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21, March  2012


We Bought a Zoo

Review by Bill Harrington

An unlikely project for both director and star, We Bought a Zoo is superficially entertaining fare but one which could prove too "schmaltzy" for adult UK audiences while containing more mature themes that may put off the very young.

Benjamin Mee (Matt Damon), a journalist with a reputation for leaping where angels fear to tread, struggles to keep hold of the reins on his family following the death of his wife. Continually battling with his troubled 14 year old son and finding himself out of work, Mee decides to relocate the family and begin anew. His young daughter is given the casting vote on where to move and she plumps for a sprawling, remote property which, while meeting all of Mee's requirements, also comes with a working zoo as part of the bargain and the stipulation that any buyer takes on the responsibility of running it. Drawing on an inheritance, Mee purchases the zoo and sets about readying it for a safety inspection and a grand re-opening, bumping heads with family and staff along the way, and continuing to struggle internally with the loss of his wife.

Mee is no fictional character but is in actual fact British and a former journalist for the Guardian who took over the running of Dartmoor Zoo in 2006. The story of his zoo's refurbishment was covered the following year in a BBC documentary "Ben's Zoo", and Mee also told his tale in print, which is the basis for this Hollywood adaptation. The tale is relocated to America, Dartmoor becomes the fictional Rosemoor, and events are given a heavy injection of sentimentality that I suspect were absent from the source material (that's an assumption, as admittedly I've not seen the documentary nor have I read the book). Clichés are ticked off routinely. There's the initially suspicious love interest who eventually melts for the hero; a hard-headed inspector who proves to be not quite as cynical as he appears; and a fractious father-son relationship that becomes benign through mutual understanding. Add to this a rather overly sweet little girl who's always on hand with a cute facial expression, gesture or outburst. Some moments of this film really are sweet enough to give you toothache.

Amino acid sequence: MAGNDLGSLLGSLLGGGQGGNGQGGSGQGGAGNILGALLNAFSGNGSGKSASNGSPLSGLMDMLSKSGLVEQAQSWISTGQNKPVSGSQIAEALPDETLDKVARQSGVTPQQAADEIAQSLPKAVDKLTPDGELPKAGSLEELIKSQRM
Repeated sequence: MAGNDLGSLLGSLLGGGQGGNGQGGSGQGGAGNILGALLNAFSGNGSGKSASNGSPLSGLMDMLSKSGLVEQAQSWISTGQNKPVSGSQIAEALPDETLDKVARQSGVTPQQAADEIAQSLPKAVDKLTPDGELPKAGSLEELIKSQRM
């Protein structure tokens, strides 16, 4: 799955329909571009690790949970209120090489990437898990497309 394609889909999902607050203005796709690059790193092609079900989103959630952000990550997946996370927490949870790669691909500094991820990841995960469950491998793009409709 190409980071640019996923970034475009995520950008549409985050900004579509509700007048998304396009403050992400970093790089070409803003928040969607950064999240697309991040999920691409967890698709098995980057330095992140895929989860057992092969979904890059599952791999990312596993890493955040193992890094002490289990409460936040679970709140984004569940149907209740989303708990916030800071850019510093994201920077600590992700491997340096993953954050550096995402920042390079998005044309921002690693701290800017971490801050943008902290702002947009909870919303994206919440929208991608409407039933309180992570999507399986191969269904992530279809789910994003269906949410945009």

The cast rise above the mawkish material they are dealt. A slightly chubby Damon as Mee is an amiable and generous character, yet one who secretly struggles to accept his wife's passing. Scarlett Johansson impresses most as the dedicated zoo manager who has sacrificed her prime years for the welfare of the animals in her care. For most of the proceedings she remains apart from the sentimentality around her. Thomas Haden Church is on hand ostensibly as comic relief but he's not actually given much genuinely funny to say or do, so it's left to Elle Fanning as a zoo help with a  burgeoning interest in Mee's son to provide a light comic touch. A bear and a tiger also lend able support, although I did think the film was quite low on animal footage considering the story's setting. At least all the animals involved appeared to be real. No Jumanji style CGI monkeys here.

It's the quite stupefying sentimentality that halts me from viewing We Bought a Zoo more favourably. The final ten minutes are particularly eye-watering for all the wrong reasons. The revelation that the zoo's grand re-opening is not the failure first feared but actually a ridiculously unrealistic success is bad enough, but a seemingly tacked on and unnecessary scene in which the Mee family are figuratively reunited with Mrs. Mee was a tad too much. Director Cameron Crowe, whose previous credits include cult teen favourite Say Anything, isn't one to shy away from emotional content in his films but he goes overboard here. Perhaps he should consider an uncompromising film noir next to purge it all from his system.

Dartmoor Zoological Park does at least get a pre-credit mention. A nice advert to drive a bit of business its way, and I'm sure the zoo will benefit from this film, although the mention doesn't actually state which country Dartmoor is in. I assume this is just the case with the UK print. If not then I fear there may be a few American families consulting an atlas and searching in vain for it in their homeland.